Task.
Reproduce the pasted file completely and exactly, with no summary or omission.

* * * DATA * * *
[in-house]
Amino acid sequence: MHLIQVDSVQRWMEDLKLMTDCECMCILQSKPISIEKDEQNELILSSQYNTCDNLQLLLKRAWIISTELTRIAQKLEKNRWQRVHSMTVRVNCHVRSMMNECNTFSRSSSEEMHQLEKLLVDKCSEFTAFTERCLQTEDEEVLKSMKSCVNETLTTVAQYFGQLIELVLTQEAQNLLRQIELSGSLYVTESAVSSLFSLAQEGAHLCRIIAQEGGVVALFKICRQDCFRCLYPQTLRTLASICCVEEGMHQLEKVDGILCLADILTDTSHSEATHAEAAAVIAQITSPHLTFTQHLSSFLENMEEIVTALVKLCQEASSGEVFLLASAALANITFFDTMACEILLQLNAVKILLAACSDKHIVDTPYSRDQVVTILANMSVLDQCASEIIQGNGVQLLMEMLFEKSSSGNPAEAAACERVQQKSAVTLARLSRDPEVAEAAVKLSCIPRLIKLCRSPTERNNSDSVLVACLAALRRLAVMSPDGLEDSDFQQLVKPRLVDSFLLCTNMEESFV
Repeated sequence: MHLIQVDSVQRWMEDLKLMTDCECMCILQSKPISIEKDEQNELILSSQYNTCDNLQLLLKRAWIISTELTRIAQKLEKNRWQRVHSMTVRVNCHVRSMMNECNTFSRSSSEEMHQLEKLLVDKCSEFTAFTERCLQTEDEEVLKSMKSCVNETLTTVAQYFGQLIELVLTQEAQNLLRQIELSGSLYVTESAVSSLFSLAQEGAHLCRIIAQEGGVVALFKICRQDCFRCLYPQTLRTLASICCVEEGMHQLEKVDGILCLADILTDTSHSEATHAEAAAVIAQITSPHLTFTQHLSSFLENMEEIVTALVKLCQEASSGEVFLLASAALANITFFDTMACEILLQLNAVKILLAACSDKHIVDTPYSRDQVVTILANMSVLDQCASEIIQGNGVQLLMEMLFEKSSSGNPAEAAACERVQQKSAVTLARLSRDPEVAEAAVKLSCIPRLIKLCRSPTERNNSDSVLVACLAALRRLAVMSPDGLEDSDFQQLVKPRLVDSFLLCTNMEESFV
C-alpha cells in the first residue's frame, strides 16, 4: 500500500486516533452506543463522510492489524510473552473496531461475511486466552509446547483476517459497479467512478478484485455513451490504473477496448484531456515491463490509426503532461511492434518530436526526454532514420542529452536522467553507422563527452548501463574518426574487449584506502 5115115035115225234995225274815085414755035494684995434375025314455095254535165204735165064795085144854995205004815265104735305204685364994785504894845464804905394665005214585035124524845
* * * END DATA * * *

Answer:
[in-house]
Amino acid sequence: MHLIQVDSVQRWMEDLKLMTDCECMCILQSKPISIEKDEQNELILSSQYNTCDNLQLLLKRAWIISTELTRIAQKLEKNRWQRVHSMTVRVNCHVRSMMNECNTFSRSSSEEMHQLEKLLVDKCSEFTAFTERCLQTEDEEVLKSMKSCVNETLTTVAQYFGQLIELVLTQEAQNLLRQIELSGSLYVTESAVSSLFSLAQEGAHLCRIIAQEGGVVALFKICRQDCFRCLYPQTLRTLASICCVEEGMHQLEKVDGILCLADILTDTSHSEATHAEAAAVIAQITSPHLTFTQHLSSFLENMEEIVTALVKLCQEASSGEVFLLASAALANITFFDTMACEILLQLNAVKILLAACSDKHIVDTPYSRDQVVTILANMSVLDQCASEIIQGNGVQLLMEMLFEKSSSGNPAEAAACERVQQKSAVTLARLSRDPEVAEAAVKLSCIPRLIKLCRSPTERNNSDSVLVACLAALRRLAVMSPDGLEDSDFQQLVKPRLVDSFLLCTNMEESFV
Repeated sequence: MHLIQVDSVQRWMEDLKLMTDCECMCILQSKPISIEKDEQNELILSSQYNTCDNLQLLLKRAWIISTELTRIAQKLEKNRWQRVHSMTVRVNCHVRSMMNECNTFSRSSSEEMHQLEKLLVDKCSEFTAFTERCLQTEDEEVLKSMKSCVNETLTTVAQYFGQLIELVLTQEAQNLLRQIELSGSLYVTESAVSSLFSLAQEGAHLCRIIAQEGGVVALFKICRQDCFRCLYPQTLRTLASICCVEEGMHQLEKVDGILCLADILTDTSHSEATHAEAAAVIAQITSPHLTFTQHLSSFLENMEEIVTALVKLCQEASSGEVFLLASAALANITFFDTMACEILLQLNAVKILLAACSDKHIVDTPYSRDQVVTILANMSVLDQCASEIIQGNGVQLLMEMLFEKSSSGNPAEAAACERVQQKSAVTLARLSRDPEVAEAAVKLSCIPRLIKLCRSPTERNNSDSVLVACLAALRRLAVMSPDGLEDSDFQQLVKPRLVDSFLLCTNMEESFV
C-alpha cells in the first residue's frame, strides 16, 4: 500500500486516533452506543463522510492489524510473552473496531461475511486466552509446547483476517459497479467512478478484485455513451490504473477496448484531456515491463490509426503532461511492434518530436526526454532514420542529452536522467553507422563527452548501463574518426574487449584506502 5115115035115225234995225274815085414755035494684995434375025314455095254535165204735165064795085144854995205004815265104735305204685364994785504894845464804905394665005214585035124524845